Dec 19, 2020


Maybe I’m just a blowhard, but I’m a tough sell when it comes to horror-comedies. In my experience, most people don’t know how to straddle that line. Thirty-plus years later, I still point to The Return of The Living Dead as not just the ultimate horror-comedy, but the sterling example of how to marry the two genres. Call it comedy-horror or horror-comedy – regardless of the order, the horror genre is a heavy presence, and you can’t only dip your toe into the horror pool. A horror-comedy should still be mostly scary, and when lacking that, at least mostly gory. Even the genre term “horror-comedy” suggests a fifty-fifty experience, but ideally, if your horror-comedy isn’t mostly horror-based, you’re doing it wrong, and if I had my druthers, filmmakers would be forbidden from name-dropping the H word when pitching their movie. I hereby decree it.

Satanic Panic, the latest horror-comedy to come down the pike, isn’t scary. I’m not sure it’s trying to be, as its visuals lean mostly toward robed cult members committing body violence against unsuspecting victims. While it does shy away from anything overtly supernatural given its demonic design and influences (although there are some black magic flourishes), it’s still quite gory — the fun, rubber, practical kind of gory, instead of the very poor looking CGI that lots of low budget horror productions present and can almost never afford. Another thing to its credit is the very likeable lead, Sam (Hayley Griffith), an atypical final girl for this kind of genre. Griffith, as Sam, fully embraces the manic, neurotic, and nervous tone of her character as she begins facing off against, basically, Beverly Hills 90666. Through director Chelsea Stardust’s design, Sam is aware of the ridiculous situation in which she finds herself, and her bumbling and shy personality brings a lot of humor to the various and deadly situations that come her way. Her character successfully channels the audience watching this totally nuts fiasco, and she exudes much of the same disbelief and frustration regarding the conflict as much as the audience does when seeing it all unfold.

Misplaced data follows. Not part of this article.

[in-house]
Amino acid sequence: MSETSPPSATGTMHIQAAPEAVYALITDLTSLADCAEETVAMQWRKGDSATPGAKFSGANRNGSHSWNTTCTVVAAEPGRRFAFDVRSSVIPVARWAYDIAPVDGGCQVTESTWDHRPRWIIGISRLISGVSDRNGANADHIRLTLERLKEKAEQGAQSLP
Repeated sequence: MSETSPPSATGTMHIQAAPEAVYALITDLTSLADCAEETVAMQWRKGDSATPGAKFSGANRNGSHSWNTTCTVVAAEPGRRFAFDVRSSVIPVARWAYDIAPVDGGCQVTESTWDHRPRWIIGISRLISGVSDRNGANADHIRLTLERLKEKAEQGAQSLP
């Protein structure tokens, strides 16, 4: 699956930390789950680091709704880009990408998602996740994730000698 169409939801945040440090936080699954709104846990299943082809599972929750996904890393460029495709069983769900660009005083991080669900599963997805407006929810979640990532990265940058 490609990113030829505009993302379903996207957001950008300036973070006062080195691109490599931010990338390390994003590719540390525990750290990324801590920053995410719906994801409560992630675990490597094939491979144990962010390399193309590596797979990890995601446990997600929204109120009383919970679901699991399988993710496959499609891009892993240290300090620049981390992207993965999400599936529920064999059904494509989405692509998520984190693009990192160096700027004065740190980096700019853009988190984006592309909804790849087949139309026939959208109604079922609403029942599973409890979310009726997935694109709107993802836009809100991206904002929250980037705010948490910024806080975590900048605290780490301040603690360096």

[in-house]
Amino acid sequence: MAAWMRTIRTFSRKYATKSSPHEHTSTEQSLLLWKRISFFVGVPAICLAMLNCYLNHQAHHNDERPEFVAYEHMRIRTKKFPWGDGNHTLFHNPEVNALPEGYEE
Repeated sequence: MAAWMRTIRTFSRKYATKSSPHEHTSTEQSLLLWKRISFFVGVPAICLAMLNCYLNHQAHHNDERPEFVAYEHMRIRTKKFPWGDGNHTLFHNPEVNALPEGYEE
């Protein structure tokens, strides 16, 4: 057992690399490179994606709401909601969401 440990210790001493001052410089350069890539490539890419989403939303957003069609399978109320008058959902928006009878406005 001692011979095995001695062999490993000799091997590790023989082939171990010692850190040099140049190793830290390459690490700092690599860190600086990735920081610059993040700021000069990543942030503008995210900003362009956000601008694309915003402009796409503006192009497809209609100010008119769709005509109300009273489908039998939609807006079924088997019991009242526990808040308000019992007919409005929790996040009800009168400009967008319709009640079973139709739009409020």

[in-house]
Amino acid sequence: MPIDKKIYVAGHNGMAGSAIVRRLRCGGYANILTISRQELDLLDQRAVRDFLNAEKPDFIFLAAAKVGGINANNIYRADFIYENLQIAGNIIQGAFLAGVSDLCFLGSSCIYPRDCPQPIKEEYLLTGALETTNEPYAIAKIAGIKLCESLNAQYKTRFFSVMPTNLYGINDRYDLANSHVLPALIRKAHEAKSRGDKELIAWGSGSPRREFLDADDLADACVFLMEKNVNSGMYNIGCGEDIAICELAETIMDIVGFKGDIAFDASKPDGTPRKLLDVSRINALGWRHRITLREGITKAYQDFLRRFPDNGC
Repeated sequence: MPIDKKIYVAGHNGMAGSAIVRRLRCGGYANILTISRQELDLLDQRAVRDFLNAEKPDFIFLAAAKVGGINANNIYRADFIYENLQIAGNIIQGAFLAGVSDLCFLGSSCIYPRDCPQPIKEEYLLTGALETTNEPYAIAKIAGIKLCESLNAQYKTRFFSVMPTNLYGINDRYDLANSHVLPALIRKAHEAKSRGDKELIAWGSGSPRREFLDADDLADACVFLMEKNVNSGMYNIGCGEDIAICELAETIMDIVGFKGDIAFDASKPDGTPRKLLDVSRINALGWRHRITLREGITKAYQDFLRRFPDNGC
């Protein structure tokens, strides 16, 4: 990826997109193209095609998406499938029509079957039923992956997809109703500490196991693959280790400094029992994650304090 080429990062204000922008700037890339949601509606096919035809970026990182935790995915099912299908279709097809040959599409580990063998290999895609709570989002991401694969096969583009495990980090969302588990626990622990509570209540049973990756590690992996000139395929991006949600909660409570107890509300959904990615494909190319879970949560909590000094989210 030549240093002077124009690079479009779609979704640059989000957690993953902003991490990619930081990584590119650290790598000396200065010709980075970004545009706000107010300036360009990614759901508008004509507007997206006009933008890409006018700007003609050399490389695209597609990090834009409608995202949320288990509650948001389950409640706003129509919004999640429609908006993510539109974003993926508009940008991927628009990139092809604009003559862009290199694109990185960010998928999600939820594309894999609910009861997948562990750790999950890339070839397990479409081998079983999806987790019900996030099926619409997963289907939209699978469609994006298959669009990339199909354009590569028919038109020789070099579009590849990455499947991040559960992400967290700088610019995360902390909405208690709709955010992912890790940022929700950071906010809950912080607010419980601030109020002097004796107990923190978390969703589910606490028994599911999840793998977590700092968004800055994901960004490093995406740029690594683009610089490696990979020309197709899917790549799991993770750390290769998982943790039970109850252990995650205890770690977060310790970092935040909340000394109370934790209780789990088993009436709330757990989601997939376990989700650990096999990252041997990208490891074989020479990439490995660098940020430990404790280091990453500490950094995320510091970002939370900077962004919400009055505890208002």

Even with all the carnage, violence, humor, and stunt casting, Satanic Panic actually gets the most mileage from the friendship between Sam and Judi (Ruby Modine), the target of her Satanist mother’s diabolical and demonic deeds. Sam is the meek and bumbling virgin, while Judi is…definitely not that; as their uneasy alliance builds towards a believable friendship, it adds a lot of unexpected emotional weight to the flick and helps to heighten the stakes once things really become dire for them both. (Also look for A.J. Bowen, who has become one of my favorite horror personalities. Like director and actor Larry Fessenden, filmmakers seem to cast him if their script has a character who has to die violently, and Bowen is always eager to fulfill that role.)

Though it’s not entirely successful, Satanic Panic is an amusing horror-comedy, mostly due to its cast, especially with Romijn in a role that’s very outside her normal oeuvre. The humor doesn’t always work, and can feel forced at times, but there’s enough genuine emotion to fall back on so it doesn’t leave Satanic Panic feeling like a wholly empty experience. Enough of the humor works, and the bloody effects will certainly satisfy the gore hounds. Take that, add in the emotional element (ignore the conveniently tidy ending), and there should be enough to satisfy the horror fan looking for something grisly and amusing. (And if that’s not enough, don’t forget the DTF Jerry O’Connell!)

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